Inspecting Your Suspension System
The main function of your vehicle’s suspension system is to provide a smooth, safe, and comfortable ride regardless of the road you travel. Your vehicle’s suspension ensures your tires remain in proper contact with the road, so additional systems such as braking, steering, and driving are responsive when needed most.
Your vehicle’s suspension is very complex with many components working side by side. These various components include shock absorbers, springs, and suspension bushes that must be kept in good condition to guarantee a comfortable and safe ride. If any of these components become worn or damaged your safety may be at risk. Below we have provided some additional information regarding your vehicle’s suspension system and how to recognize the signs of wear and tear.
The suspension is one of the most active systems within the vehicle, making it prone to wear and tear. The most common symptoms of car suspension problems is lack of stability and steering control, as well as excessive swaying and bouncing, even at low speeds. Sometimes these signs can be easily missed, so you may not realize that something is wrong until you’re in a situation that results in an accident.
A defective suspension is not able to absorb the bumps of the road, which can make it difficult to handle the vehicle. In cases where you need to turn quickly to avoid a sudden road hazard, your vehicle may sway in the opposite direction from the way you turned, creating a dangerous situation where your car could flip over.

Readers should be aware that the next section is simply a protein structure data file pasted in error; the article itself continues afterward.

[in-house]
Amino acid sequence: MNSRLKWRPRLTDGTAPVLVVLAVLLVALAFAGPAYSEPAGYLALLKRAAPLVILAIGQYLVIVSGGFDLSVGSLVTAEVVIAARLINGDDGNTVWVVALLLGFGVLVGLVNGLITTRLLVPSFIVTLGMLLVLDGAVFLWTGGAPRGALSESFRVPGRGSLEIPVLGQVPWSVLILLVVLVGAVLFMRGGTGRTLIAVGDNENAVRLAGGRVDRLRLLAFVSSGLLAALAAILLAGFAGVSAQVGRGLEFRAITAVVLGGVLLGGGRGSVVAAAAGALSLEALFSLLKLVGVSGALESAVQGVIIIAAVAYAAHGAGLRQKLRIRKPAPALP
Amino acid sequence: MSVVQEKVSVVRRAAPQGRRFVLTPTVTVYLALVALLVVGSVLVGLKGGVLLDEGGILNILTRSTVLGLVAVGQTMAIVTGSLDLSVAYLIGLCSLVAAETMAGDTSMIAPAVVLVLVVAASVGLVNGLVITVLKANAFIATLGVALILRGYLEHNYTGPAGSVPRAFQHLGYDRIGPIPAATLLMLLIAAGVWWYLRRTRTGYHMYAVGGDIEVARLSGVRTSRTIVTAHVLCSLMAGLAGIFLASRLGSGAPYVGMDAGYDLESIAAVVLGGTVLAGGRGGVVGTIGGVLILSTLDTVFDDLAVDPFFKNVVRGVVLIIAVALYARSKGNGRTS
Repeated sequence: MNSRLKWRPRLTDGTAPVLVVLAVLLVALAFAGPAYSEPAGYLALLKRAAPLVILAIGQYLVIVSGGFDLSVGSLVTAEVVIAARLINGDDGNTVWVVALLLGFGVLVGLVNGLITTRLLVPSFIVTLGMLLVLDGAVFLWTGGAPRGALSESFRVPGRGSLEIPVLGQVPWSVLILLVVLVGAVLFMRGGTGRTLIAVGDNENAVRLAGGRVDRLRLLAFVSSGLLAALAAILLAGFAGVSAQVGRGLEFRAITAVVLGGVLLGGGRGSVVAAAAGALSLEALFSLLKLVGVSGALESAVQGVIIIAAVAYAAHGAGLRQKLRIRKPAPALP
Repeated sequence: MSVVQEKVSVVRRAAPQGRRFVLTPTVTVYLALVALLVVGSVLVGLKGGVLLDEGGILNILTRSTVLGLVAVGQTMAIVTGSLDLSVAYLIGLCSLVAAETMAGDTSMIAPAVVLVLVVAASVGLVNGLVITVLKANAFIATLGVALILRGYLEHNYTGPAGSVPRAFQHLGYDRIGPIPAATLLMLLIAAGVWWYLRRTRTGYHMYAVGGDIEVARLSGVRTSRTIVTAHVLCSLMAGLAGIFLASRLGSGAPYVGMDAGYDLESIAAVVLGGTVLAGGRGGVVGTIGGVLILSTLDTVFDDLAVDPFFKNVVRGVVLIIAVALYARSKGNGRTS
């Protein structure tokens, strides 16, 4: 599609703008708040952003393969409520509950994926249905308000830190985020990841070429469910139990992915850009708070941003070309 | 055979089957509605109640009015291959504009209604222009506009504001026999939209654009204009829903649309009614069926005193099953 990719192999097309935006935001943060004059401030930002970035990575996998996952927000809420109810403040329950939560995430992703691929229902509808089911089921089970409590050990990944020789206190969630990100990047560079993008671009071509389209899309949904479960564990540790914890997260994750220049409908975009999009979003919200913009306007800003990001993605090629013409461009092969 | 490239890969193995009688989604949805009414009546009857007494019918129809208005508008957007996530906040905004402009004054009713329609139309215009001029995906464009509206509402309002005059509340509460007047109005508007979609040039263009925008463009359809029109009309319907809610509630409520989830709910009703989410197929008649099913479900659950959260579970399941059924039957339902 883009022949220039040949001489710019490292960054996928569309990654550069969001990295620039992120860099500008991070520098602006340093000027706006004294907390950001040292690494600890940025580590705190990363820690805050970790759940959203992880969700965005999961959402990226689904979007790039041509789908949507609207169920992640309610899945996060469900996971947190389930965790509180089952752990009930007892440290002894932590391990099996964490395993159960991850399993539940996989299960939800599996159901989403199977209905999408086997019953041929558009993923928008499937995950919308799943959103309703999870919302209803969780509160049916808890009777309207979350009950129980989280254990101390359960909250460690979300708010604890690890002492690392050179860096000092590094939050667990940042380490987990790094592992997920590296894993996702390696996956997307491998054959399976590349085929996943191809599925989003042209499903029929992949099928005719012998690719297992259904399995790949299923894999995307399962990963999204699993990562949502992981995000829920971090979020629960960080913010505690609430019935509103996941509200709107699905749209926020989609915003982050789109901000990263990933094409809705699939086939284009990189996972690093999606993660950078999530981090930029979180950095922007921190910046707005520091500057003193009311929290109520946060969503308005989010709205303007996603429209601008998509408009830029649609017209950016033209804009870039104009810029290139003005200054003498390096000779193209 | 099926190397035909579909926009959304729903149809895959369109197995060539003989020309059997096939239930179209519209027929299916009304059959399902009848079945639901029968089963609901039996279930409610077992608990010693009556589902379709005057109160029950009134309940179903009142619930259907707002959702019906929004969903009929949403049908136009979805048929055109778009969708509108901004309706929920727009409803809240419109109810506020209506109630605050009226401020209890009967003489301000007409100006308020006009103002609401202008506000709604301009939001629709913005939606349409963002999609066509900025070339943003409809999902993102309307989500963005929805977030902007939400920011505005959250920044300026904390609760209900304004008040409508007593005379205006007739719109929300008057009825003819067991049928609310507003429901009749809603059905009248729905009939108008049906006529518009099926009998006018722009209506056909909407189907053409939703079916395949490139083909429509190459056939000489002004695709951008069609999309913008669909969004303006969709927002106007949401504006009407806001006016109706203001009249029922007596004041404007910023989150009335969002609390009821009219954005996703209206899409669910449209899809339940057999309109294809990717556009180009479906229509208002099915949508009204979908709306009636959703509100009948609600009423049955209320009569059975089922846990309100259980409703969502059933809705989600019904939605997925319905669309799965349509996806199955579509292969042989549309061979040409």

Suspension Warning Signs
A faulty suspension system will give you warning signs that you need to recognize. We’ve listed some of the most common below:
- Poor ride quality: All vehicles are designed, and will drive differently based on their intended purposes. Regardless, if you are starting to feel that your vehicle become more bouncy, or rough when driving, it may be time to get your vehicle’s suspension inspected.
- Vehicle “lurching” (nose diving) forward when braking: This is a common issue in heavier vehicles when a shock or strut goes bad. Nose diving is caused when you apply pressure to your brakes, and the front of the vehicle starts to point toward the ground. While it doesn’t mean it’s going to flip over, in serious cases, there can be longer braking times and a momentary loss of steering. This may be caused because your shocks or struts can no longer support the weight of the vehicle.
- Vehicle front end “rises” when accelerating from a dead stop: Your vehicle’s weight and force should be held up with the strength of the shocks and struts no matter what type of acceleration is required. If your shocks and struts are damaged, when you accelerate the momentum may cause the front end to rise slightly into the air.
- Visible damage including cuts or leaks: Each shock or strut has an internal supply of hydraulic fluid that helps stabilize and control the vehicle’s frame and wheels. Signs of a damaged or leaking shock/strut is an obvious sign that it’s probably time to take your ride in.
Orange County Automotive Suspension Services
A professional suspension check up will include listening to the engine, taking the vehicle out for a test drive, and a full inspection of shock absorbers, springs, struts and all suspension system components to check for faults or damage.
At Saddleback Automotive Repair, we use the most advanced diagnostics equipment, ASE certify all our technicians, offer free pick up and delivery, and free towing for major repairs.
If you believe your vehicle’s suspension is in need for evaluation, please fill out the form below and schedule a consultation with one of our technicians today!